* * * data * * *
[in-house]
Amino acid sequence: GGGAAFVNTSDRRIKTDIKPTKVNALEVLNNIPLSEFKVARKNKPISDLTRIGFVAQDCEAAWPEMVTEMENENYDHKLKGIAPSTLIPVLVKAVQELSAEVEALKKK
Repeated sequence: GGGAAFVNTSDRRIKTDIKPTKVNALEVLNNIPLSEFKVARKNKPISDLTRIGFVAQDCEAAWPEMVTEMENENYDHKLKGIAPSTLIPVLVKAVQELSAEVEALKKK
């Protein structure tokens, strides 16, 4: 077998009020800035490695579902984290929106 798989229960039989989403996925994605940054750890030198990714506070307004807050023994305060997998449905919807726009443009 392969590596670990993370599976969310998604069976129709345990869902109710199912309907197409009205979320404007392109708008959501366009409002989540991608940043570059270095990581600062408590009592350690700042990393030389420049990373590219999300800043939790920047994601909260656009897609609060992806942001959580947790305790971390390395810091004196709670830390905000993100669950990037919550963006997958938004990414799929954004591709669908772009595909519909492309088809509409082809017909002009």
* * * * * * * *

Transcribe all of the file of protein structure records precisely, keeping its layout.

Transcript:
[in-house]
Amino acid sequence: GGGAAFVNTSDRRIKTDIKPTKVNALEVLNNIPLSEFKVARKNKPISDLTRIGFVAQDCEAAWPEMVTEMENENYDHKLKGIAPSTLIPVLVKAVQELSAEVEALKKK
Repeated sequence: GGGAAFVNTSDRRIKTDIKPTKVNALEVLNNIPLSEFKVARKNKPISDLTRIGFVAQDCEAAWPEMVTEMENENYDHKLKGIAPSTLIPVLVKAVQELSAEVEALKKK
């Protein structure tokens, strides 16, 4: 077998009020800035490695579902984290929106 798989229960039989989403996925994605940054750890030198990714506070307004807050023994305060997998449905919807726009443009 392969590596670990993370599976969310998604069976129709345990869902109710199912309907197409009205979320404007392109708008959501366009409002989540991608940043570059270095990581600062408590009592350690700042990393030389420049990373590219999300800043939790920047994601909260656009897609609060992806942001959580947790305790971390390395810091004196709670830390905000993100669950990037919550963006997958938004990414799929954004591709669908772009595909519909492309088809509409082809017909002009």